Farmland market outlook

Despite the well reported challenges and uncertainties facing farming businesses and the wider rural economy, we at Aberdeen and Northern Estates Ltd (the property division of ANM Group, based at Thainstone, Inverurie) have witnessed a continued healthy and steady demand for farms and farmland brought to the market during the first half of 2018. Equipped farms that have been marketed so far this year by Aberdeen and Northern Estates include Redhill at Inverness, Viewbank near Maud, and Cairnfechel at Udny. These open market sales have all been met with strong demand, resulting in competitive closing dates and positive outcomes.

Whilst the early months of 2018 saw a relatively short supply in the market, this has given way during the summer months as more farm properties have been launched. Despite this increase in supply, properties continue to be met with interest, which we take to be an indicator of steady demand. It has helped somewhat that the properties brought to the market this year are generally well spread-out across the region, reducing the concentration of supply.

However, we are continuing to find initial pricing to be critical. Time and again we see the benefits that canny asking prices can bring to our clients and our trusty A&N mantra continues to apply – price realistically and sensitively, market effectively and the interest generated will let the property find its real value within the marketplace. It is this approach and our focus on delivering the highest quality, best value service and strong marketing campaigns that differentiates us from our competitors. We take great caution to avoid over-pricing, which is something that can stall a marketing campaign from the outset.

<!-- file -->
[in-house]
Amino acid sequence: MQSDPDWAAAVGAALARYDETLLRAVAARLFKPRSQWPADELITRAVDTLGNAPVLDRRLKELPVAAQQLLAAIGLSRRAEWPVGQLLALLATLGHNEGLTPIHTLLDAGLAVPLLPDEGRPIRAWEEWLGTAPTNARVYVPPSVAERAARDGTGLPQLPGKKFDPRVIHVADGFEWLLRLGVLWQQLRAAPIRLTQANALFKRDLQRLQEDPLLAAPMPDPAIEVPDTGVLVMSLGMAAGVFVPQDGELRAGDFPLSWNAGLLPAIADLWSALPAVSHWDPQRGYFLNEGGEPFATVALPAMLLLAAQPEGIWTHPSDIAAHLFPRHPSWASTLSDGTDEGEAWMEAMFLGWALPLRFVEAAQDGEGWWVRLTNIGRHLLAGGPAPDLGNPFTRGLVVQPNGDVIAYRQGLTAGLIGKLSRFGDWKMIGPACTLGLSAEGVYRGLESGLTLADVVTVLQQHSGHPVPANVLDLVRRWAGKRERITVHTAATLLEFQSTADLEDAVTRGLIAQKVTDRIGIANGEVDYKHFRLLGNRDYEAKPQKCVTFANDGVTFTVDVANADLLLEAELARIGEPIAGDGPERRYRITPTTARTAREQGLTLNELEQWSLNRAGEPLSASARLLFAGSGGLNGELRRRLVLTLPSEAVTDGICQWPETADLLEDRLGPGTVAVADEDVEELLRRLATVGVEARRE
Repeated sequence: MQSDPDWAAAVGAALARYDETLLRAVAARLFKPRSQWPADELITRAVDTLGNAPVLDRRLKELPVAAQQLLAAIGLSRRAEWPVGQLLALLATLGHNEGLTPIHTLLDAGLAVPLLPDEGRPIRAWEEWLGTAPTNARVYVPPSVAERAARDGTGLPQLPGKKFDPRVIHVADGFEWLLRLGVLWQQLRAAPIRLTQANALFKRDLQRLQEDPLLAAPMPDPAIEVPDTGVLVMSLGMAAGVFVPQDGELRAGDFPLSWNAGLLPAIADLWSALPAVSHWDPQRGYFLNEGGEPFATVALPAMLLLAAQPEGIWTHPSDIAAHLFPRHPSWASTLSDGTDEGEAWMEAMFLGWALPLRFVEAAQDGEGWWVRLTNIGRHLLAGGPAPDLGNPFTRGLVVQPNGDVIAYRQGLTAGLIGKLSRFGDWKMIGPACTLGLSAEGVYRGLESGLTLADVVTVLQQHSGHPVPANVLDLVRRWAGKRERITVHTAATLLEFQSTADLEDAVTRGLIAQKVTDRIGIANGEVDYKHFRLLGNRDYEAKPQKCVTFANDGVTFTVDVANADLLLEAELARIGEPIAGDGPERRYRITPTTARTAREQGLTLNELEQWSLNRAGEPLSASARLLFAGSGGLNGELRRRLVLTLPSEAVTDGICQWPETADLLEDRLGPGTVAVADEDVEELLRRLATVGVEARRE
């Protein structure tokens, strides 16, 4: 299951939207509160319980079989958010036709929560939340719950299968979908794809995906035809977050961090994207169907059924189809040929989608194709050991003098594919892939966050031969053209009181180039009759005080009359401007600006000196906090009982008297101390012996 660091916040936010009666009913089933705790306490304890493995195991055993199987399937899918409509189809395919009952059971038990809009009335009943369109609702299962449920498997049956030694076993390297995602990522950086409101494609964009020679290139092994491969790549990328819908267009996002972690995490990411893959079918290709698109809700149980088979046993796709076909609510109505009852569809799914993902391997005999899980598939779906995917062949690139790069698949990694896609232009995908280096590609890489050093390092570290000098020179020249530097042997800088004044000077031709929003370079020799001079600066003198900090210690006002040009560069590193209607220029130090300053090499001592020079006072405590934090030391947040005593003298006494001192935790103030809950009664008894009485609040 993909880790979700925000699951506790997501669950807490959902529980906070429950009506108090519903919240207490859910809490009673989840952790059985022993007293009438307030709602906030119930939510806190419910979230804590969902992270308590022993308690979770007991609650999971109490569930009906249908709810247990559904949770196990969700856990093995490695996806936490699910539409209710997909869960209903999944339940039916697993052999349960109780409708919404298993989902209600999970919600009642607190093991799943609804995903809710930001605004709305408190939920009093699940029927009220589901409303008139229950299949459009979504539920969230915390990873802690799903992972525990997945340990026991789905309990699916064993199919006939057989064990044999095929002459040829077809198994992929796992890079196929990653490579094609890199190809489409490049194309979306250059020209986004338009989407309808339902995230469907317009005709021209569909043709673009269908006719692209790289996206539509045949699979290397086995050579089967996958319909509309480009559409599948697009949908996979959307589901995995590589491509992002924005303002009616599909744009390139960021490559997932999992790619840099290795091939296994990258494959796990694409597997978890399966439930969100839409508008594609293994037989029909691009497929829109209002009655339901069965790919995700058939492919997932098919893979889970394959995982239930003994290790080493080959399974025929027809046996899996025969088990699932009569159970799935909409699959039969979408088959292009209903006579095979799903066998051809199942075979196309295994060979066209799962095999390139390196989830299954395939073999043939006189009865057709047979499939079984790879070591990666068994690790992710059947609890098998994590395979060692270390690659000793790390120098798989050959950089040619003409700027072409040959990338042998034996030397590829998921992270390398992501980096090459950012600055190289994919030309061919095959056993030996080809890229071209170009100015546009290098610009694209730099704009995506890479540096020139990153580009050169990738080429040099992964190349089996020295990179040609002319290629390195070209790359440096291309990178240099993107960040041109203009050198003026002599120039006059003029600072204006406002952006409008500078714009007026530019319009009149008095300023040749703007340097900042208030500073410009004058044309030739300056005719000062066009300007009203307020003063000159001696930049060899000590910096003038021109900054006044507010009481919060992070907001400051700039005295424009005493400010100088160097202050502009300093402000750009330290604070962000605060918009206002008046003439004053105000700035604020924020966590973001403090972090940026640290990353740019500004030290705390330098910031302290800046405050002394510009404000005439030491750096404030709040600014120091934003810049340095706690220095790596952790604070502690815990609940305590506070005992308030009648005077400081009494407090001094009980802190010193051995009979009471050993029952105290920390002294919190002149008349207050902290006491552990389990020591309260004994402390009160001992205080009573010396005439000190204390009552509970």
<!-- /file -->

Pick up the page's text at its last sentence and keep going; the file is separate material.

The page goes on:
We have recently launched to the market both Bogenraith farm, a 542-acre equipped unit near Durris, Banchory, and Easter Jackston farm, a 230-acre mixed arable unit at Longmanhill, Banff. Whilst these have only been on the market for a matter of weeks, both have received a good number of early enquiries from interested parties. This highlights the ongoing resilience of the rural sector in the North-east, something which is at odds with the picture often painted by those commentating on the land market in a national context.

Whilst there is an understandable mood of caution in the market (from both buyers and sellers alike), competitive closing dates for attractive properties remain possible where a level of competition has been generated. We have reported in the past that we are finding buyers’ outlooks to be focused ahead, past the relatively short-term political uncertainties. This certainly continues to be the case with many purchasers taking the view that the combination of the right property and favourable borrowing rates forms a unique opportunity that will stand the future of their enterprise in good stead.

There is no escaping the fact that Brexit looms in the background, whilst the dry summer has brought focus on fodder pressures and other challenges to many rural businesses. However, we expect the same degree of cautious optimism to remain in the land market and the resilience of both buyers and sellers to be undiminished in the short to medium term. Furthermore, the north and north east farmland markets continue to represent good value for money to those outwith the area and from further afield.